Daniel Morgan Monument (1 of 5)

Image Credit: Spartanburg CVB/ Les Duggins

Driving Instructions 

Morgan Square, downtown Spartanburg
Statue GPS: 34.949377, -81.933086
(Corner of Main and Magnolia Streets near 148 W. Main Street, Spartanburg 29301)

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Location Information 

Daniel Morgan Monument

General Daniel Morgan was the commanding Patriot General at the Battle of Cowpens, a significant battle in the American Revolution. His battle plan is still studied today at West Point, the United States Military Academy, for its value in battle.

The Monument was dedicated on May 11, 1881, for the centennial of the Battle of Cowpens by the original thirteen colonies and Tennessee. It was the first joint effort of these states following the Civil War.

Today the Monument is a symbol of Spartanburg and sits at the geographic center of the city.

Morgan Square, downtown Spartanburg (Corner of Main & Magnolia Streets)

More History 

Remembering a Hero, Healing a Nation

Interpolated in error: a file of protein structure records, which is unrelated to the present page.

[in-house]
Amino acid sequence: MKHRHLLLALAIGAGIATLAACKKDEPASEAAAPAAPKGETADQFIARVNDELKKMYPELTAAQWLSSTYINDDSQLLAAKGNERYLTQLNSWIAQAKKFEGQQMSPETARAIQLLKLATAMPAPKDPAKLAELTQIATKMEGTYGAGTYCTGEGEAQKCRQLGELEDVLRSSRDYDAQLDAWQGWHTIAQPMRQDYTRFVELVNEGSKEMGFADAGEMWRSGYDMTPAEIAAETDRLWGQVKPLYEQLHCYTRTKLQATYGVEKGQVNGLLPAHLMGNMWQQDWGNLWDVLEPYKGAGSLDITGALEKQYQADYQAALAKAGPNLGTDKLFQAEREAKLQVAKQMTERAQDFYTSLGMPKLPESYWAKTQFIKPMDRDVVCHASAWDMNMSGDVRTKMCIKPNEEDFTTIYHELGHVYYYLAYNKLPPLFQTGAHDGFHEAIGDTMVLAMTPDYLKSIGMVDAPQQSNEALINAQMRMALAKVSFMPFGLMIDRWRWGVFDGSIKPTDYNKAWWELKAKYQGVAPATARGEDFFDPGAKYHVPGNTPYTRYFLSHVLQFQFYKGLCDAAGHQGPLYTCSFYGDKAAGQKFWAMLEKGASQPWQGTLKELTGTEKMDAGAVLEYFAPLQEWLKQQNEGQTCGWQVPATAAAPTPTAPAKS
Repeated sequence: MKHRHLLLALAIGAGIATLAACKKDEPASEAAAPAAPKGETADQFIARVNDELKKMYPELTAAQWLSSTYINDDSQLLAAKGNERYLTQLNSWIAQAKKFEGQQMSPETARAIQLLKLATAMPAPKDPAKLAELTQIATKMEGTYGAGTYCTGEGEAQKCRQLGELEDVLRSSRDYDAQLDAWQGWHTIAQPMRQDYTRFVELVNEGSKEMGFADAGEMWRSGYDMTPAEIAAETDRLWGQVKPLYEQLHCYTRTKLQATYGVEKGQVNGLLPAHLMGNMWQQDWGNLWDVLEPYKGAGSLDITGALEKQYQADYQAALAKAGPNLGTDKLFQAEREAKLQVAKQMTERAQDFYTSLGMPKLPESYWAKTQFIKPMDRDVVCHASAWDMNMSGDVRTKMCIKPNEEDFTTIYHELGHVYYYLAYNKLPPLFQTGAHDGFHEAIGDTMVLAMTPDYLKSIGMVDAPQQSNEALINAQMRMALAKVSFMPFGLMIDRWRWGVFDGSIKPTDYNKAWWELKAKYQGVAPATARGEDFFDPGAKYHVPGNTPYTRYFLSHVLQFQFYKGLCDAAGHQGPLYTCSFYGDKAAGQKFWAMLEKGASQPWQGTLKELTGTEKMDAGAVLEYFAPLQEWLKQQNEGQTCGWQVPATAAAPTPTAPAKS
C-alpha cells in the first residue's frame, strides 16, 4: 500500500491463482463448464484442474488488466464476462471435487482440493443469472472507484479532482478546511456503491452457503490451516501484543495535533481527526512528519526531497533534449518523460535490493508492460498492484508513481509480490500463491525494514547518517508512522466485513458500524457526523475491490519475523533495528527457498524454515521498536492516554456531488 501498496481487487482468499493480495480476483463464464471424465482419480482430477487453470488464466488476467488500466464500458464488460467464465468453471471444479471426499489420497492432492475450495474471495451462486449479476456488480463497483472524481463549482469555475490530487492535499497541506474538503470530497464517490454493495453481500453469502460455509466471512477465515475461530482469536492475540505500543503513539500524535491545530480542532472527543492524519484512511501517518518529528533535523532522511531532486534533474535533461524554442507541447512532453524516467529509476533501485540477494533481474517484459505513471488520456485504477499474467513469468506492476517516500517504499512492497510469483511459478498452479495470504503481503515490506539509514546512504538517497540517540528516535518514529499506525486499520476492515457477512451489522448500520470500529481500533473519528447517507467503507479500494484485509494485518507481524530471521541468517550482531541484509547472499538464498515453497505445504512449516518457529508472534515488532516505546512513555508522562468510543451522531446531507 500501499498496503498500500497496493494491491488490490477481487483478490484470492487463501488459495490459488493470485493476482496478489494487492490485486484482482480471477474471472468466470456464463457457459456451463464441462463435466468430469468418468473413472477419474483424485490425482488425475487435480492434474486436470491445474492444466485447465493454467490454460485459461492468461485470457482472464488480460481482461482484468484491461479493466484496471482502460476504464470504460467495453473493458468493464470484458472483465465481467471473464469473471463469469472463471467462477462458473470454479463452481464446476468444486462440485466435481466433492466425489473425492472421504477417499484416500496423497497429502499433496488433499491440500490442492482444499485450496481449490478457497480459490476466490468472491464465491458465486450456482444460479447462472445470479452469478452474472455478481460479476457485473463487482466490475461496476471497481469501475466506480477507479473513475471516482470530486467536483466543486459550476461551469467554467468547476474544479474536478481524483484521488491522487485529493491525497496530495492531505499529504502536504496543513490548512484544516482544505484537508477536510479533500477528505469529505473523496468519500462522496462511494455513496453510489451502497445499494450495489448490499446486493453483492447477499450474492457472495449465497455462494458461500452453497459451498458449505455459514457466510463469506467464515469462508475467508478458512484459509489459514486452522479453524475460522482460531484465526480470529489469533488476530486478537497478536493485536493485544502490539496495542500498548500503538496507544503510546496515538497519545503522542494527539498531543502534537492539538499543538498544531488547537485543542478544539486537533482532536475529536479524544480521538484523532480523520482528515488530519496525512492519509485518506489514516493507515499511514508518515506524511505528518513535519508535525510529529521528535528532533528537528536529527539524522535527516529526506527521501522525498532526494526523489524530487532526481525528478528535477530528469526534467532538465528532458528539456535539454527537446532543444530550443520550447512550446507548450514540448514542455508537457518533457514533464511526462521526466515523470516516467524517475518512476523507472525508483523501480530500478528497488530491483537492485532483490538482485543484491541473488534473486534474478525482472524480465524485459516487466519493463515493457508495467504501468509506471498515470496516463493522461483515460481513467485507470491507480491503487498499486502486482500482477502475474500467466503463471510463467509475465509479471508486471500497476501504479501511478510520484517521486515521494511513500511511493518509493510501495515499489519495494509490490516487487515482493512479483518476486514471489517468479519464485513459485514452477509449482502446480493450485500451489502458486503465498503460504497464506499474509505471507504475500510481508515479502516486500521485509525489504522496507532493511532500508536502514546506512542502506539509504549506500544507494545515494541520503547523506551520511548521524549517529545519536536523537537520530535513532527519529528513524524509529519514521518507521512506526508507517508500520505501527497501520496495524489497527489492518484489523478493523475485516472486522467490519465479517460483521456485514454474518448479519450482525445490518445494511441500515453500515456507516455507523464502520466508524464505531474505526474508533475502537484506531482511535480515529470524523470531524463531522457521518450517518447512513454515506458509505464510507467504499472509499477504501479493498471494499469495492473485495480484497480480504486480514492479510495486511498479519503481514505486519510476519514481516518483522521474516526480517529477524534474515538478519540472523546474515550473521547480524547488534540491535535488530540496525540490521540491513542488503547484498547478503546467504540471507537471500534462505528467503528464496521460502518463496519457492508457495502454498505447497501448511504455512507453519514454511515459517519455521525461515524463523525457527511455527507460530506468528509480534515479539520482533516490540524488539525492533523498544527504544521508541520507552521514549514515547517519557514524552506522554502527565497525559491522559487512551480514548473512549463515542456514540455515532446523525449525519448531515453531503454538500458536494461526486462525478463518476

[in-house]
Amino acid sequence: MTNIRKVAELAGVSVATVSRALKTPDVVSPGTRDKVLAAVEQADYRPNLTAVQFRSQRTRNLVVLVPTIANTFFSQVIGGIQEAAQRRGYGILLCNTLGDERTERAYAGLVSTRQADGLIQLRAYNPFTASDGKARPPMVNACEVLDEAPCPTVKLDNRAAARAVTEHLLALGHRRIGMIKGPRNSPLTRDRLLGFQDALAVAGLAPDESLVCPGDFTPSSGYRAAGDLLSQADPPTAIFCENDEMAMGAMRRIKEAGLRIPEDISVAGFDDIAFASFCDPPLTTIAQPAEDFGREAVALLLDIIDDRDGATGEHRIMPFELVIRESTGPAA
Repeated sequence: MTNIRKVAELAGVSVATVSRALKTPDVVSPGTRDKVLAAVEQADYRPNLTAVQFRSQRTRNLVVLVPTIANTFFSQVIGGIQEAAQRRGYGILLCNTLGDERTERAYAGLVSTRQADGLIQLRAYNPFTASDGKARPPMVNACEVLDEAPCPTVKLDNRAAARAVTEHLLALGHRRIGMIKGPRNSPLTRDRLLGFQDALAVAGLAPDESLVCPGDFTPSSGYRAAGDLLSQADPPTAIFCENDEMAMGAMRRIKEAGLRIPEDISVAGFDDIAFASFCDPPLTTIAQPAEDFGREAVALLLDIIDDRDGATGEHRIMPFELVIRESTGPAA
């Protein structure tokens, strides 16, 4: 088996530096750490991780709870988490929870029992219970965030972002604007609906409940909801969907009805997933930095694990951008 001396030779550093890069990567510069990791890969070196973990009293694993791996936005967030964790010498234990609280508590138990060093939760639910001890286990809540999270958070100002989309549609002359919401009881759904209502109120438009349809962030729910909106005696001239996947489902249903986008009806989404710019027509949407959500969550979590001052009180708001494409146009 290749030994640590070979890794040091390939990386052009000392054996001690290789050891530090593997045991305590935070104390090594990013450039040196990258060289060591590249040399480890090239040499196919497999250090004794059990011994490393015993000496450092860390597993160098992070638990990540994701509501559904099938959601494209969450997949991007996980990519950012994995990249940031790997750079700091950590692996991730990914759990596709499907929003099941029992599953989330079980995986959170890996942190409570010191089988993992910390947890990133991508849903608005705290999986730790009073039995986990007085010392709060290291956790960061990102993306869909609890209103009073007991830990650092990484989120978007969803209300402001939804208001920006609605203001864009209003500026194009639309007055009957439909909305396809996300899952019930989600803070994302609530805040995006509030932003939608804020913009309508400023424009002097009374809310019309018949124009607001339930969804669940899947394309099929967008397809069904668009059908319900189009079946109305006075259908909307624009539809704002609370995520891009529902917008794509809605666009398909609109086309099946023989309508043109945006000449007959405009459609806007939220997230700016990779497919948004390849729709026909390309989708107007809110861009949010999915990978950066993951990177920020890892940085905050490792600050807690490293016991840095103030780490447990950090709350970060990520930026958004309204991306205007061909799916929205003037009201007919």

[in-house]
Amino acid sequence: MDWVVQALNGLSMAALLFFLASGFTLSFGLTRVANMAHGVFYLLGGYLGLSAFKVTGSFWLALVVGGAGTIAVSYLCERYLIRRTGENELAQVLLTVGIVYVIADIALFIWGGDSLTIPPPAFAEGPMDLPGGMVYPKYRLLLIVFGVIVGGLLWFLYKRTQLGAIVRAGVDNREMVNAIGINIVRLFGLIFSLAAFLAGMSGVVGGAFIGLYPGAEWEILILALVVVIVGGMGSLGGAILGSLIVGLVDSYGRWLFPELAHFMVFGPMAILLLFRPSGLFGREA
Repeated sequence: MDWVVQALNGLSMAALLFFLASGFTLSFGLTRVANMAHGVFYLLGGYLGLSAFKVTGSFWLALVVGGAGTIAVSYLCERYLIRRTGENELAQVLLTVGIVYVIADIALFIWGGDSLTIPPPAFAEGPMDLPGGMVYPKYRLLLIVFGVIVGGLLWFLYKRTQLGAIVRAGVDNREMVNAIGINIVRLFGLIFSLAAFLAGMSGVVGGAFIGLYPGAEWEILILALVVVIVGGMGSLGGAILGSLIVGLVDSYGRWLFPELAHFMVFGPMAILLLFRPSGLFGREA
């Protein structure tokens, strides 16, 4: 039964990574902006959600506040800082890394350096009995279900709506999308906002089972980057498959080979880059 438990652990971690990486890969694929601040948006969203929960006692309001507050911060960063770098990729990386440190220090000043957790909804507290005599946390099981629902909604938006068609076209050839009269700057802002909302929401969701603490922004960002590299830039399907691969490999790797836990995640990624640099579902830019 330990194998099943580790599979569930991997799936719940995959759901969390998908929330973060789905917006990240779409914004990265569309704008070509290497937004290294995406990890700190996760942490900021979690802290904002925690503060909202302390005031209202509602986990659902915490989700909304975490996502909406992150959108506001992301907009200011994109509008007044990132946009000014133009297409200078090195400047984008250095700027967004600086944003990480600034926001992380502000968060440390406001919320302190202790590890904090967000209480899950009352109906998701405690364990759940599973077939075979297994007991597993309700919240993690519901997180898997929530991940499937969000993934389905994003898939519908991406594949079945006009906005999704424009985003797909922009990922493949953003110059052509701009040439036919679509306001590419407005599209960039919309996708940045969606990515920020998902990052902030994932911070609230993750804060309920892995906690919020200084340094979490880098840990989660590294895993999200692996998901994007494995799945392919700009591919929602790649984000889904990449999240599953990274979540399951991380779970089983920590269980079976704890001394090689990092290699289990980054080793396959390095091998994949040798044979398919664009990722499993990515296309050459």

The Daniel Morgan Monument has been a landmark in the City of Spartanburg since its erection in 1881. Most Spartanburg residents have seen the statue and visited Morgan Square in downtown Spartanburg numerous times. It is apparent that the monument is honors Gen. Daniel Morgan’s victory over Lt. Col. Banastre Tarleton in the Battle of Cowpens in January 1781. Less well-known is the statue’s role in healing a nation recovering from Civil War.

On the west face of the monument’s pedestal, a bronze plaque reads:

No North, No South
No East, No West
A Common Interest
One Country-One Destiny
As It Was, So Let It Be

These few words tell of the time of the monument’s dedication. In 1881, the Civil War was a clear memory for most people. This was especially true in the post-war South which was undergoing an often painful reconstruction. Although the he Civil War ended in 1865, the wounds – both physical and emotional – remained fresh. When Congress passed a joint resolution commissioning the monument for Gen. Morgan, there is no doubt that one motivation was to create a vehicle to help bring the people of the North and South closer.

The Daniel Morgan monument is, indeed, a memorial to Gen. Morgan and his service during the American Revolution. By joining together to remember a nation forged by all the colonies in the American Revolution, it also helped bring the nation back together after a bloody chapter of national division. Its meaning is clear: While we honor the brave men who fought to secure America’s Independence, we must remember that we became independent and achieved more as one nation than we could as divided regions. As it was, so let it be.

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